BEIJING (Reuters) - China will stop including 13 trillion yuan (1.30 trillion pounds) in short-term bank investment products in official estimates of the country’s shadow banking sector, sources said on Thursday, in a move to downplay risks posed by off-balance sheet lending.
Shadow banking, which has traditionally included unregulated activities such as pawn broking and peer-to-peer lending, has long been pointed to as a possible crack in China’s financial system.
So-called “wealth management products” (WMPs) - short term funds sold at many retail banks in China that are then reinvested - have received particular attention. That is because many funds raised through the issue of such products have flowed into areas such as real estate, a sector that Beijing was trying to curb due to fast rising prices.
WMPs should be brought on to bank balance sheets if they are capital guaranteed, said three sources familiar with a ruling from the China Banking Regulatory Commission.
WMPs that are not capital guaranteed can continue to be left off balance sheets, but will not be included in estimates of shadow banking, added the sources, who declined to be named because the ruling was not yet public.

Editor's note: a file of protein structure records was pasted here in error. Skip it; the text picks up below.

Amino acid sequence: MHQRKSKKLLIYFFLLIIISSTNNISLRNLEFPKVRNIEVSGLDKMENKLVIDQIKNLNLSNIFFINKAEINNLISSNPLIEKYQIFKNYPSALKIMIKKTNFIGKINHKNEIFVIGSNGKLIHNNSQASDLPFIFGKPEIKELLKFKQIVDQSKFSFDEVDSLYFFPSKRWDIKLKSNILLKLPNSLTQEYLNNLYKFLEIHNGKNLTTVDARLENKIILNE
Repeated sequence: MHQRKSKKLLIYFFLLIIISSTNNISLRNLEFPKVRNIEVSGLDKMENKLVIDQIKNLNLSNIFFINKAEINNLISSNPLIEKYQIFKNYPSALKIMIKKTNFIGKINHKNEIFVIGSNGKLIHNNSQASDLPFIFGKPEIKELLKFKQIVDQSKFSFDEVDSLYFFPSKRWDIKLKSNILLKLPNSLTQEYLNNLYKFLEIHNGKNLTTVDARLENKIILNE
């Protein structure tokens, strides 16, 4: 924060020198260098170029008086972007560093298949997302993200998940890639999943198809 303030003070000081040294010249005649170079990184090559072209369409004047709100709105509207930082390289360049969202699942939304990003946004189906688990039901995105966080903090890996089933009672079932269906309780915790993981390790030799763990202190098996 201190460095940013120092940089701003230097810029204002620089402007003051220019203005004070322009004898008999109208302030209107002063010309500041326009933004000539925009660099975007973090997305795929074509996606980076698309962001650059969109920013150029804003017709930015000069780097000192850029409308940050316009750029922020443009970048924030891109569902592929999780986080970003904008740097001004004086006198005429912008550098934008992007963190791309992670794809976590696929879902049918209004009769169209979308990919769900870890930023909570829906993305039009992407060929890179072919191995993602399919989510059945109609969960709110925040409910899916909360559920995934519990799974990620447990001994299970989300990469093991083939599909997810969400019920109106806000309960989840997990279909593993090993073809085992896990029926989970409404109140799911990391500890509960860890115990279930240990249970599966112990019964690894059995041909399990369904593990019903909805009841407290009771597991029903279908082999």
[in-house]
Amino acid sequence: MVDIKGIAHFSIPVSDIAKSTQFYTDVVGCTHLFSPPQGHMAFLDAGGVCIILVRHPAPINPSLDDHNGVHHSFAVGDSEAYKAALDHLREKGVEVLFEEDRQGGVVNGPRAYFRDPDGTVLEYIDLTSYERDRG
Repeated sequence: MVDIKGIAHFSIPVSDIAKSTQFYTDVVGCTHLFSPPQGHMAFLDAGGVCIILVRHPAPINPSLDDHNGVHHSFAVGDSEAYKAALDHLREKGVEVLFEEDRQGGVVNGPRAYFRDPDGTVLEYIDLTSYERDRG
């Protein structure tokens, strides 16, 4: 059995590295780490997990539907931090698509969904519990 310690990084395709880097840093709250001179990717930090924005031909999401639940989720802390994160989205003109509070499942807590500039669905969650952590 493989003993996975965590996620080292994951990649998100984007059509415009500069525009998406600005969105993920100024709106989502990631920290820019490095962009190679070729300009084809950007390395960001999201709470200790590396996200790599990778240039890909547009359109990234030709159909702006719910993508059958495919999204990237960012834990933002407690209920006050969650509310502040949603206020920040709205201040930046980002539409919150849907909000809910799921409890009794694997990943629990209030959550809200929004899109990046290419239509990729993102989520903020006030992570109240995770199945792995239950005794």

Calls to the CBRC were unanswered after office hours.
Some 13 trillion yuan ($2.1 trillion) worth of WMPs are expected to be issued this year, according to Fitch Ratings, which says the opacity surrounding the sector is a concern.
This week, mid-sized Chinese lender Hua Xia Bank (600015.SS) blamed a rogue employee for selling a WMP that eventually went bad.
In the last few years, sales in China of WMPs - some with terms as short as a few weeks - have soared, as banks compete for deposits with higher interest rate products than those offered on savings accounts.
Concern has grown that a large portion of the products do not explain where the money is actually going, with regulators worried about the panic that could ensue if the products begin to fail to repay investors.
Reporting by Beijing newsroom; Writing by Kelvin Soh; Editing by Mark Potter